Wednesday, December 03, 2008

Those Things That Come In Threes

After visiting the Cold War exhibition at the V&A, I've been fighting my way through Resistance: The Fall of Man, very much alt. Cold War SF. And I've just spotted this, posted on Bruce Sterling's blog: atompunk. (Ian McDonald and I were talking about Cold War SF as an alternative to steampunk at the Gollancz party a few months back; it must be in the air, like strontium-90 when I was but a baby).

Just in: cool Soviet Cold War snowmobiles via io9.

5 Comments:

Anonymous Guy said...

Cold War SF usually comes under the label of dieselpunk. Have a gander here: http://www.ottens.co.uk/gatehouse/dieselpunk.php

There's quite a bit written on it and a fair few ideas. The forums on that site are full of goodies.

Charles Stross has written a few Cthulu meets the Cold War stories that fit the vein quite well.

December 05, 2008 9:10 pm  
Blogger Paul McAuley said...

Thanks for the link, Guy. I think I may have accidentally committed dieselpunk once or twice (eg 'A Very British History', freely available over in the fiction section of the website).

December 06, 2008 2:23 pm  
Anonymous Guy said...

"accidentally committed"

I'm not sure anyone will come round your house and do you for it. ;)

Reading 'A Very British History' it feels rather like Warren Ellis's 'Ministry of Space' (which was of course inspired by the Quatermass serials and so forth).

I can't really dislike anything which features the phrase, 'hepcat hippie rebels'.

Its a bit fannish but I'd like to thank you, 'The Invisible Country' got me through my Biology GCSE.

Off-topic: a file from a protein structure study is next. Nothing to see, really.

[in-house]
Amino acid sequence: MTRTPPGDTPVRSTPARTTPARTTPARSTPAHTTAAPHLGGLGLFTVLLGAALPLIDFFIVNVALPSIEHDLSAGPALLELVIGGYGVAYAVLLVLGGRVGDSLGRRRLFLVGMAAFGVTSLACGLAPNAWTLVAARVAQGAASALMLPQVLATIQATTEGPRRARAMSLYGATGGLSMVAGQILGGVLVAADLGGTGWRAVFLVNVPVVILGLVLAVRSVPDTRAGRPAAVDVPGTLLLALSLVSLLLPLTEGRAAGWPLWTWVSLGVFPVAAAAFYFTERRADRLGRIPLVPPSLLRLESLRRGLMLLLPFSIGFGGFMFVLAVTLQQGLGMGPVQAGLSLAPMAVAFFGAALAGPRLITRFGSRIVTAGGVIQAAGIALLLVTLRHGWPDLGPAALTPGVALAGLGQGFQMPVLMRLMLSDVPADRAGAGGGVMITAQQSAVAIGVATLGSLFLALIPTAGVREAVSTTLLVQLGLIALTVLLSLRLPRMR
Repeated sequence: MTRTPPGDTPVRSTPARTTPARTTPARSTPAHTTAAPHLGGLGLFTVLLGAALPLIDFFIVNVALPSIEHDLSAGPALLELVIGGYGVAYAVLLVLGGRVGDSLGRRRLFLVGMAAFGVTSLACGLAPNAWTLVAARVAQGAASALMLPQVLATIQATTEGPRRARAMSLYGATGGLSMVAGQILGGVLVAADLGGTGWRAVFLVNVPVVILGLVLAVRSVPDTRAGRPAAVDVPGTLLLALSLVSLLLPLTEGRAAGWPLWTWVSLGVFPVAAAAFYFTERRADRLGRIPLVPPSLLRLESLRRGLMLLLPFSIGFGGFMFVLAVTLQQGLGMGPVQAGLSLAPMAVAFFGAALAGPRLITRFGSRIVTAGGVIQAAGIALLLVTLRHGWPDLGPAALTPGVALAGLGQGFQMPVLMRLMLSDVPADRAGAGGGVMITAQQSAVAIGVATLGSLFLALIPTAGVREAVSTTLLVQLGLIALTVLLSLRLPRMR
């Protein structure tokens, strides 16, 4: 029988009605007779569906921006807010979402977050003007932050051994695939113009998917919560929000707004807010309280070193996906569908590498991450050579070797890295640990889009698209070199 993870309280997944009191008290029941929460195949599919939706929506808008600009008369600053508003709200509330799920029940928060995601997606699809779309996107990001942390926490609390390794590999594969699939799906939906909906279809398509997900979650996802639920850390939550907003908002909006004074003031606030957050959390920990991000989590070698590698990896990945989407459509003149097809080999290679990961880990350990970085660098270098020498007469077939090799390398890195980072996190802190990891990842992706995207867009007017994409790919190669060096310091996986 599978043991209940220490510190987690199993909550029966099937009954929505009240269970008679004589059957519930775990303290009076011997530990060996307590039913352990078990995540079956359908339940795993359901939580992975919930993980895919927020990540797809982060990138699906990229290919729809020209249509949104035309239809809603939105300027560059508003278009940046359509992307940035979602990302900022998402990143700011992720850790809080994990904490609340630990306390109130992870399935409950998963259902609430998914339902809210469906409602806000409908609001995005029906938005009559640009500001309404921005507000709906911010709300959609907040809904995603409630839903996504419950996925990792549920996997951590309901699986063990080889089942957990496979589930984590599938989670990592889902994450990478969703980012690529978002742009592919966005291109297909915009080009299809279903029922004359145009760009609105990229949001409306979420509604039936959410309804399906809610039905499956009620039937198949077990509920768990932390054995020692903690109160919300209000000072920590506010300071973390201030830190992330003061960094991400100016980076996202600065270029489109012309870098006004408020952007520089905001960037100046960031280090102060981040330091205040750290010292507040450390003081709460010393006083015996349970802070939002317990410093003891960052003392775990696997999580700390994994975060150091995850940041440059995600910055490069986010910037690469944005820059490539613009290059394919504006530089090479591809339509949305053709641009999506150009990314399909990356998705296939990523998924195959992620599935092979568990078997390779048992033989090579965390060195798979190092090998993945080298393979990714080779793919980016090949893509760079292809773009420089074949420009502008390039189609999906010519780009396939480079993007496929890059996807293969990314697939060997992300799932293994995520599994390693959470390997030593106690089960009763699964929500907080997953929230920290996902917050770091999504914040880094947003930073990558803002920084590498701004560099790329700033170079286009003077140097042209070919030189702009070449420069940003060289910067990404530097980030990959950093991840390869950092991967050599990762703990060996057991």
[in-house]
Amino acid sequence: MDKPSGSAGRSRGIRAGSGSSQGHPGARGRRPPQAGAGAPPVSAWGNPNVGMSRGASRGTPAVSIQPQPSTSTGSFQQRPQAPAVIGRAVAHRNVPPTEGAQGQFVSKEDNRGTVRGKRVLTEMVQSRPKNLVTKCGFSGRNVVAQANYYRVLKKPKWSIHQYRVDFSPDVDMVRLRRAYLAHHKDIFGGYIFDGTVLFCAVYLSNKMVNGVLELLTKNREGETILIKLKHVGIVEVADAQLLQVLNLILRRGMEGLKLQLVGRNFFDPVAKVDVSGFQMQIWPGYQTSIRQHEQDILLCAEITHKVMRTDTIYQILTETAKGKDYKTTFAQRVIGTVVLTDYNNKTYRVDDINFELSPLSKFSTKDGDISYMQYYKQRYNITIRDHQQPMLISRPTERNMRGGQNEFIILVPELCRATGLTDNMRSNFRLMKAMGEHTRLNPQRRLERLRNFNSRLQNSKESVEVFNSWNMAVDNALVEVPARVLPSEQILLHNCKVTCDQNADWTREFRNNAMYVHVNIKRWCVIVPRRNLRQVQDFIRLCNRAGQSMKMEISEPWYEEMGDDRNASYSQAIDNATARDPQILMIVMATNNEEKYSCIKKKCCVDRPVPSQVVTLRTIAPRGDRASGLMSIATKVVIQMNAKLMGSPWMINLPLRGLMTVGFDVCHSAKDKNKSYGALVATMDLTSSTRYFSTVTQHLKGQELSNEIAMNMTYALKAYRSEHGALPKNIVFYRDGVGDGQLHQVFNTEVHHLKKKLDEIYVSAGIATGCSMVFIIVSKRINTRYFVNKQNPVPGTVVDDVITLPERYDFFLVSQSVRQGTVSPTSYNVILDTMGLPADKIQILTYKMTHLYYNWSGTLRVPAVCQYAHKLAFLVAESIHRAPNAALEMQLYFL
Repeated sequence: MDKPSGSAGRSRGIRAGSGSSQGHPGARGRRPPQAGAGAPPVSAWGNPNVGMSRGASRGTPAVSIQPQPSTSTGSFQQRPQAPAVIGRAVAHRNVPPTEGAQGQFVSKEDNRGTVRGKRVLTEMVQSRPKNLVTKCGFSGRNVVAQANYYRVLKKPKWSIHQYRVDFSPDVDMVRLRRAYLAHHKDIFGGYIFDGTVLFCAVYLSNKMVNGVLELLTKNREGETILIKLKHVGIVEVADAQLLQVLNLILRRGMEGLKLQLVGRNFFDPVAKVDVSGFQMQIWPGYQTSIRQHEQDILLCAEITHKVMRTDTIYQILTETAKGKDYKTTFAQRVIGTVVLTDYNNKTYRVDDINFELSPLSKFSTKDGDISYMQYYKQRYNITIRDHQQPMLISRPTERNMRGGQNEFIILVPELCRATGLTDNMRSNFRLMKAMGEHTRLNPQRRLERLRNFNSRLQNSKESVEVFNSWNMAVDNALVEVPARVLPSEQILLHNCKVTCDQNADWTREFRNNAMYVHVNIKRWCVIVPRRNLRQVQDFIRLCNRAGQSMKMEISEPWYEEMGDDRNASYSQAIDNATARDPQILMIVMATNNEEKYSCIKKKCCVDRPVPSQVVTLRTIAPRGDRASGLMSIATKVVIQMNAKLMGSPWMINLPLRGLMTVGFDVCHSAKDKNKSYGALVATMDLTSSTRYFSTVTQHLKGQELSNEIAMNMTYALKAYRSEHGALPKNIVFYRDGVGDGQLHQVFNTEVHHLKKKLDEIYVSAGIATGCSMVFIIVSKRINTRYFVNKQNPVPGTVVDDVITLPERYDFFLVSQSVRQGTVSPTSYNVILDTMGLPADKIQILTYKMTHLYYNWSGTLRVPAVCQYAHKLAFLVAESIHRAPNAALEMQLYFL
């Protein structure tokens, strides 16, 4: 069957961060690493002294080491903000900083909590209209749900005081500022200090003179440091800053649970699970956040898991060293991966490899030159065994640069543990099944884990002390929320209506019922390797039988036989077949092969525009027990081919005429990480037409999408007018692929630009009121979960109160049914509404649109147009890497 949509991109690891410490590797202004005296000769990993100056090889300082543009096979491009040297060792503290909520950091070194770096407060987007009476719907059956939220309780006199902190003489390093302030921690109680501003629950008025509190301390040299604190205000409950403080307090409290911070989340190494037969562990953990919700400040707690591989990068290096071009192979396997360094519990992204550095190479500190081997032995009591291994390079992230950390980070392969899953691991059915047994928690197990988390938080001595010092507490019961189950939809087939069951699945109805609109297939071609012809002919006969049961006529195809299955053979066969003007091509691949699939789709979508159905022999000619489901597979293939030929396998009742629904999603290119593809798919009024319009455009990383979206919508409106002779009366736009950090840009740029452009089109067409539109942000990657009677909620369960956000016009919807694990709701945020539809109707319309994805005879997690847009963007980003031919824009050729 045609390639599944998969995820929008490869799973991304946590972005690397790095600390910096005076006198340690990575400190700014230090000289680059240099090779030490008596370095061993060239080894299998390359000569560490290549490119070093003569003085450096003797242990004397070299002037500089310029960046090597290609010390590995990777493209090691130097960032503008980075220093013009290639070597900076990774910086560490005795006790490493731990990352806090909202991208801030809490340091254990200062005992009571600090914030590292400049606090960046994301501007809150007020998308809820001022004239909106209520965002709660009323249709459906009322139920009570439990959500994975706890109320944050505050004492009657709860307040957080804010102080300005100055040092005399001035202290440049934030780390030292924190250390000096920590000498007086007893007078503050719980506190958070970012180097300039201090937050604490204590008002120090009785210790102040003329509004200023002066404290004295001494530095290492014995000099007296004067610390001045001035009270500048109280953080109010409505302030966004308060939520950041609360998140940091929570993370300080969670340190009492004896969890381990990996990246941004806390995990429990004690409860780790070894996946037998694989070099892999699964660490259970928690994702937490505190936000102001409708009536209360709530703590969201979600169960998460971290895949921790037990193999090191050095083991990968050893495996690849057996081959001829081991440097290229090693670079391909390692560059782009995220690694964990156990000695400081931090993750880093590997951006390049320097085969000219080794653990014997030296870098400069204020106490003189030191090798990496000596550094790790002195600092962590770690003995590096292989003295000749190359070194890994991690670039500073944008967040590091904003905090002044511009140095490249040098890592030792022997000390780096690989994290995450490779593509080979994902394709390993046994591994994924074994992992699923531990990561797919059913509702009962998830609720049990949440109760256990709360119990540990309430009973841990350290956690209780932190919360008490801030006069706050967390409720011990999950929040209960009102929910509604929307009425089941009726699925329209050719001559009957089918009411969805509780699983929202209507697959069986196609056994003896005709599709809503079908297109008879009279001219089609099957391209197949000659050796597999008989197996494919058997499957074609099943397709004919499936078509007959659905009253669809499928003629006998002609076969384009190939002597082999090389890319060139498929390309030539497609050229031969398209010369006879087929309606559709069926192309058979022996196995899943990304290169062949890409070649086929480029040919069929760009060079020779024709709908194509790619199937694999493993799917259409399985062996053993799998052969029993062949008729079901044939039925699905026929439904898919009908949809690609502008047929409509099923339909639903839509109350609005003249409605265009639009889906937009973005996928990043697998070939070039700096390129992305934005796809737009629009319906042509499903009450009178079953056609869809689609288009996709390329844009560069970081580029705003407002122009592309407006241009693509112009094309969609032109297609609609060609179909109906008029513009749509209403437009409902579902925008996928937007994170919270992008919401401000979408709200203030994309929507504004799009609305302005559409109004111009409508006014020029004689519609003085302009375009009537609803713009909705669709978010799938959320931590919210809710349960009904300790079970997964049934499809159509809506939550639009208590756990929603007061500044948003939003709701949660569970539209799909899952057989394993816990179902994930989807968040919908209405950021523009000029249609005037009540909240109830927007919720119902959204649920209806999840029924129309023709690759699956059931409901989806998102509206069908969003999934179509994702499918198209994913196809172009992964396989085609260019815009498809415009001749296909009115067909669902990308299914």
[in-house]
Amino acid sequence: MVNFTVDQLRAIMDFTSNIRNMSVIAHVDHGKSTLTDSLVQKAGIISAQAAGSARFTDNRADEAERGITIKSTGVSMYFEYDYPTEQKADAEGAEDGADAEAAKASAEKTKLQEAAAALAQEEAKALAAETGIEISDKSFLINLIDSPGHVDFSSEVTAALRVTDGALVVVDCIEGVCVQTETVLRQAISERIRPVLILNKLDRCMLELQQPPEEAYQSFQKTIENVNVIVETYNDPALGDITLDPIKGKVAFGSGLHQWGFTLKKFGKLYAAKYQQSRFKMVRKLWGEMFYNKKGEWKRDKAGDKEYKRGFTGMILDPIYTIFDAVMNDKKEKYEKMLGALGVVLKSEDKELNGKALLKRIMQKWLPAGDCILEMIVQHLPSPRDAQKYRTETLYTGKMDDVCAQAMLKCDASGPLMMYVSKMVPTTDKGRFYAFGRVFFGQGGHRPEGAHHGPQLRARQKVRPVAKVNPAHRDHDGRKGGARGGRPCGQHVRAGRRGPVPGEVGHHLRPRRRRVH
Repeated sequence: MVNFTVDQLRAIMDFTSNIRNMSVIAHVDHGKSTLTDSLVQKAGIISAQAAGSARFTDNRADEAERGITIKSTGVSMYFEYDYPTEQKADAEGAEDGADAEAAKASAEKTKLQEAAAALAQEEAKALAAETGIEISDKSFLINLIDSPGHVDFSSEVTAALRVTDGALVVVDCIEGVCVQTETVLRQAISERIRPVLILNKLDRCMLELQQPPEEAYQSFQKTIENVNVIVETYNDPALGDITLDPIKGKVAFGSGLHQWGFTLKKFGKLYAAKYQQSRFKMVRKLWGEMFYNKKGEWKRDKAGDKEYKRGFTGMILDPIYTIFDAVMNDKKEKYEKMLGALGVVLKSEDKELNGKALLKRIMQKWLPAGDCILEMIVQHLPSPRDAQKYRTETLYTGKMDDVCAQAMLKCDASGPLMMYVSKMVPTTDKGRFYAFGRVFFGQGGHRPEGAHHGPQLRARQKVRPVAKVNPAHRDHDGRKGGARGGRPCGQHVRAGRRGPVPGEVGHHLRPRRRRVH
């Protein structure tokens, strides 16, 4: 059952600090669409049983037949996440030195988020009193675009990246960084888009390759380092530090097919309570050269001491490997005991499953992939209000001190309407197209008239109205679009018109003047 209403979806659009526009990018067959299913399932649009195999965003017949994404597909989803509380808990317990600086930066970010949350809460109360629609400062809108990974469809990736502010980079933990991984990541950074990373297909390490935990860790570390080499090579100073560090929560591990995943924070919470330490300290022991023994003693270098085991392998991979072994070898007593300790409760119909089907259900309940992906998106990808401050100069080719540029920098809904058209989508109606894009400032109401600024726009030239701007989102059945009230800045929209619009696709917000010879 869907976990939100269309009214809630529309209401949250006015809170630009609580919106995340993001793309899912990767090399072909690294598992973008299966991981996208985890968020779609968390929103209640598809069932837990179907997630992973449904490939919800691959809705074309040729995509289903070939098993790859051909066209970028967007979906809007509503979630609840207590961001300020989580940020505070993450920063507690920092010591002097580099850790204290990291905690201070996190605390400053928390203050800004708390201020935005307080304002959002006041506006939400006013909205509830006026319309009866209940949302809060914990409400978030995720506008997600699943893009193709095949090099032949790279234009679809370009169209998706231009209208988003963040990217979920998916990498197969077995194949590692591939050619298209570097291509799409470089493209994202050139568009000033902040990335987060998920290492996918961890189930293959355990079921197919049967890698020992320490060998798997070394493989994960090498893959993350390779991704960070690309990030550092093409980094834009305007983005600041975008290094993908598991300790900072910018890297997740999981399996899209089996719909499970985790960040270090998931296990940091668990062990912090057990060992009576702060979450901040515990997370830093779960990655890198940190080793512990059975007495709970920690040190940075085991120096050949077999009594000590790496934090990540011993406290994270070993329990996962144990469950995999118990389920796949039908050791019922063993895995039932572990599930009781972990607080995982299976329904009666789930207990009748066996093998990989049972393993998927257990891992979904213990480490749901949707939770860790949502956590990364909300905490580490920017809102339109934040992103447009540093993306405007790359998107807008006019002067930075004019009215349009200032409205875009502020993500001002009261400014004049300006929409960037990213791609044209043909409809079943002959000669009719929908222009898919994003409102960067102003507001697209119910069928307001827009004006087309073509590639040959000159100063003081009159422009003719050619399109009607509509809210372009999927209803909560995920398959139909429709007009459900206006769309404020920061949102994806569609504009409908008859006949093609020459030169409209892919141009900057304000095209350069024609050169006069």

December 08, 2008 12:57 am  
Blogger Paul McAuley said...

'Ministry of Space is serious fun, and looks great; 'A Very British History' shares some of its genome most certainly, but it was published a bit before it and takes the Dan Dare/Clarke notions of British hegonomy in a very different (ie utopian) direction.
It started out as a talk for some space enthusiasts, who proceeded to tell me all kinds of great stuff about the British space programme in the 1950s and 1960s, which I promptly borrowed for my fell purposes.

Once upon a time, of course, it wouldn't have been alt. history, but actual prognostication. So it goes.

You're kidding about the Biology GCSE right? If not, I'm going to have to come up with a new disclaimer :)

December 08, 2008 10:54 am  
Anonymous Guy said...

Well more in terms of keeping my interest up. ;)

Science GCSE's were at the time amongst the most tedious, badly put together courses in history. The whole Chemistry course was actually scientifically wrong and did a 180 at A-Level.

Didn't help either that the answers in exams were (hilariously) politically vetted- so any answer, even if right, might be on the political 'wrong' list and therefore lead to you failing that question.

If we were really lucky it wouldn't be alt history but reality...We can but dream.

December 08, 2008 12:38 pm  

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